This Week’s Top 10 (8/12/07-8/18/07)

Here are my favorite environment, health, climate change, international development or country specific blog posts (and articles) for the past week in no particular order.

  1. Mountain Gorillas Killings Fueled by Charcoal Trade from Treehugger

    Like orangutans dying for a cookie, gorillas in the Congo are dying because people in Rwanda need charcoal to cook and heat. “The gorillas have become a hindrance for the charcoal trade,” said Emmanuel de Merode, director of Wildlife Direct.”There’s a very strong incentive for these people to kill the gorillas.”

    Learn about alternative charcoal made from sugarcane or other agricultural waste rather than trees.

  2. Is there a BOP in the United States? from

    When I think about people living in the BOP, I immediately picture people in developing countries. I didn’t really picture people in the U.S. as people in the BOP. I have realized now after living for six weeks in the D.C. area that I could not be further from the truth.

    Pete and I have had this conversation numerous times, often when we’re reading negative press about companies like Walmart. While they often come off as the “Big Bad”, these businesses do also allow many poor families to spend less money on the basics.

  3. Suddenly, the Hunt Is On for Cage-Free Eggs from NYTimes

    The toy industry had its Tickle Me Elmo, the automakers the Prius and technology its iPhone. Now, the food world has its latest have-to-have-it product: the cage-free egg.

  4. Aid worker diary: Indian floods from BBC News

    Devastating monsoon rains have submerged thousands of villages in northern India, Bangladesh and Nepal.

    In India, as flood waters recede, aid agencies, non-governmental organisations and governments are stepping up their efforts to help the thousands who have lost homes, livestock and livelihoods.

    Ian Bray, from Oxfam, is keeping a diary of his experiences.

  5. Wrong Number: Is it cost effective to treat the world’s poor? from Slate

    The piece details the various flaws in cost-effective analyses used to justify (or deny) treatment to individuals. This line struck me the most:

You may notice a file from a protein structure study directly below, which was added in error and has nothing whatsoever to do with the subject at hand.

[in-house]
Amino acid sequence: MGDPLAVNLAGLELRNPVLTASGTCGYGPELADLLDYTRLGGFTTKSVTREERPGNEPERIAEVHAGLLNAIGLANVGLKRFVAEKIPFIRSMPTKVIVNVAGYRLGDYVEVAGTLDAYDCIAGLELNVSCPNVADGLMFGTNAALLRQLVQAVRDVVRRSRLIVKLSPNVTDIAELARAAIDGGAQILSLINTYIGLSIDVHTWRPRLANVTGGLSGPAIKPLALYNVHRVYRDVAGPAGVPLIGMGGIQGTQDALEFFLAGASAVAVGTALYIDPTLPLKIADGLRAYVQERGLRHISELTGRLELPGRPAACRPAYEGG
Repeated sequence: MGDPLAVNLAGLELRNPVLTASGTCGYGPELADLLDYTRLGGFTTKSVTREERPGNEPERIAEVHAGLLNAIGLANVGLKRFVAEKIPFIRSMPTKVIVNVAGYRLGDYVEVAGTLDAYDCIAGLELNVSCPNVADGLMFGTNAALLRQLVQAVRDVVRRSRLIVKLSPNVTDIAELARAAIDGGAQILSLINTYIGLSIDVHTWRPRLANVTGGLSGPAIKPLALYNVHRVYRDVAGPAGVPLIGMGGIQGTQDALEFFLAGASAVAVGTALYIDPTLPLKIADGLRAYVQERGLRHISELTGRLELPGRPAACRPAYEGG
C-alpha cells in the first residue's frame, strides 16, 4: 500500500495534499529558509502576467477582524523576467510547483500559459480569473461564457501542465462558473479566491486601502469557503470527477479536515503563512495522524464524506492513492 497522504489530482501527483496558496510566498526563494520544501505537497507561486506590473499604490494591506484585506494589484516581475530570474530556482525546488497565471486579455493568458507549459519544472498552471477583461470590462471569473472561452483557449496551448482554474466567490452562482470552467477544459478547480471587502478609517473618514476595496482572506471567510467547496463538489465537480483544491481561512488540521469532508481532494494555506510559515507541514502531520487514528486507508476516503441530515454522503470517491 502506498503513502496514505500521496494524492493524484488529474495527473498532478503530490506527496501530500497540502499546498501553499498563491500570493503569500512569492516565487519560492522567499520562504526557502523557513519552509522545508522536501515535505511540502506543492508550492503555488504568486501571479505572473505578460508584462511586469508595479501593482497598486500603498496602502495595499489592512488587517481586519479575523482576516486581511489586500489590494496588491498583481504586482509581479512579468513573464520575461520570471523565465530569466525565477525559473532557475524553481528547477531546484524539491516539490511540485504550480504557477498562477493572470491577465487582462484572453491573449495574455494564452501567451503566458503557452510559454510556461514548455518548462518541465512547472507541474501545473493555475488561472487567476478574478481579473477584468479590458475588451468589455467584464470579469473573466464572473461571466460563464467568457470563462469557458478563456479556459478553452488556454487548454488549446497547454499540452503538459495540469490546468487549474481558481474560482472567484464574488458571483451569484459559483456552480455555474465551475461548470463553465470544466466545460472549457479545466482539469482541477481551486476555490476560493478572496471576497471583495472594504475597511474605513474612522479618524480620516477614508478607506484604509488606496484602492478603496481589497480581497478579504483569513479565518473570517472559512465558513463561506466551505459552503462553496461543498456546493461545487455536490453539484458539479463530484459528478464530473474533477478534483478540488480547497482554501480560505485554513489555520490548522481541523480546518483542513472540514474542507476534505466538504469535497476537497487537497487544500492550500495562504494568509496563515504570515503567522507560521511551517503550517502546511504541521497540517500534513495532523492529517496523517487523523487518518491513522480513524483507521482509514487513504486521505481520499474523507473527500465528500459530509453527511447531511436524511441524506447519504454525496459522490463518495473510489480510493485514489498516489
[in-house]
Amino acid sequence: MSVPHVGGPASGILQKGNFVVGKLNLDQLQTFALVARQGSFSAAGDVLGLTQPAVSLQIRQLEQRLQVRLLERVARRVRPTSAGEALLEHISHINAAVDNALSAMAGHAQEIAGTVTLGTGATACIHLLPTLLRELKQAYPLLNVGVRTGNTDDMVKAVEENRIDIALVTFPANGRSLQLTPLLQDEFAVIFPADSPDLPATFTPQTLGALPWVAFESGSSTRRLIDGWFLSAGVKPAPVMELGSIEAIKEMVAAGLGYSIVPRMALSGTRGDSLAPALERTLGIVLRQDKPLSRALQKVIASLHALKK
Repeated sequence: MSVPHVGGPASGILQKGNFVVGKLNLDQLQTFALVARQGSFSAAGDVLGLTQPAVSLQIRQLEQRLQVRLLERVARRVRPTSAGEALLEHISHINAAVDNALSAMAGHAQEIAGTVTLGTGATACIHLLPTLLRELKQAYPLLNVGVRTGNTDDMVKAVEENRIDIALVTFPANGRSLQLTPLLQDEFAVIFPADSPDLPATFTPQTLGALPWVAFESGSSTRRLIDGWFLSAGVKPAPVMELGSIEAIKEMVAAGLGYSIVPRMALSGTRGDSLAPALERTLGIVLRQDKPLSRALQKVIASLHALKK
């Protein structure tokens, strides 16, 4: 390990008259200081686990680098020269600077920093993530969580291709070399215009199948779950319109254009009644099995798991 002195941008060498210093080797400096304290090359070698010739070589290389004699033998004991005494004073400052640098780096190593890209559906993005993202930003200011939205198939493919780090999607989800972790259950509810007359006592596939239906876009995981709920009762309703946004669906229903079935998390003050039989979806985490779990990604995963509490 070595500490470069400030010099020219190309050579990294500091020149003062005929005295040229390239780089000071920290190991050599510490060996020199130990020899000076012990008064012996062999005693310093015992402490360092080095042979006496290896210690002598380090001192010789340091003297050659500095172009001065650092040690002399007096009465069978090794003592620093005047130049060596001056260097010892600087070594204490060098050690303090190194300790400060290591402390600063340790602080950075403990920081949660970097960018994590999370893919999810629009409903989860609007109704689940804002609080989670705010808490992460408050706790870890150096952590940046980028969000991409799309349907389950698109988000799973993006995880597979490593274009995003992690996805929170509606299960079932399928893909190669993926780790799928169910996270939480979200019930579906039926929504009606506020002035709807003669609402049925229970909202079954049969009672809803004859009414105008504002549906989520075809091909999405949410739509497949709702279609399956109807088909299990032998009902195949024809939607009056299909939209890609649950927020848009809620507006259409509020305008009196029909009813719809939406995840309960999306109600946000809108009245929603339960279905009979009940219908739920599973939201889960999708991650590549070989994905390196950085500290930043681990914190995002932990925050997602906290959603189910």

[G]roups like Partners in Health take a radically different approach. They start with a goal—simply to save people with AIDS, and damn the QALYs [quality-adjusted life year statistic]—and invent ways to make it affordable.

  6. Entrepreneurs From China Flourish in Africa from NYTimes

    When Yang Jie left home at 18, he was doing what people from China’s hardscrabble Fujian Province have done for generations: emigrating in search of a better living overseas.

    What set him apart was his destination. Instead of the traditional adopted homelands like the United States and Europe, where Fujian people have settled by the hundreds of thousands, he chose [Malawi].

    The article also mentions anti-Chinese sentiment that is starting to surface is several African Countries.

    From South Africa’s IOL in February:

    Lusaka – Anti-Chinese sentiment is running high in Zambia ahead of President Hu Jintao’s weekend visit, with many saying Chinese investors exploit workers, violate labour laws and usurp the country’s mineral riches.

    In September 2006, Africabeat writes of China bashing in the Zambian election campaigns.

  7. Diasporas and Domestic Entrepreneurs: Evidence from the Indian Software Industry from Harvard Business School Working Knowledge

    Several recent studies have highlighted the important role that cross-border ethnic networks might play in facilitating entrepreneurship in developing countries. Little is known, however, about the extent to which domestic entrepreneurs rely on the diaspora and whether this varies systematically by the characteristics of the entrepreneurs or their local business environment. The Indian diaspora is estimated at over 18 million people spanning 130 countries. Given that formal institutions in India remain weak and hence the informal barriers to trade are higher, do diaspora networks serve as substitutes to the functioning of the local business environment? Do they help entrepreneurs to circumvent the barriers to trade arising from imperfect institutions? This study examines the extent to which software entrepreneurs within India vary in their reliance on expatriate networks.

  8. U.S. and China Discuss Global Warming Cooperation from Green Options Blogs

    This week a senior U.S. environment official met with Chinese representatives in Beijing to discuss cooperation between the two nations in the fight against global warming.

  9. Arctic sea ice melting faster than ever from FP Passport
  10. BioDiesel Technologies & Jatropha in Brazil from Treehugger

    Jatropha has been hailed as one of the best biodiesel crops in existence. Some of the more impressive features are the large yields of quality oil, and the ability to grow the plant with minimal water or fertilizer. As one of the most agriculturally gifted nations in the world, Brazil has a keen interest in all things biofuel. So it is no surprise the two were going to meet, and find a spark.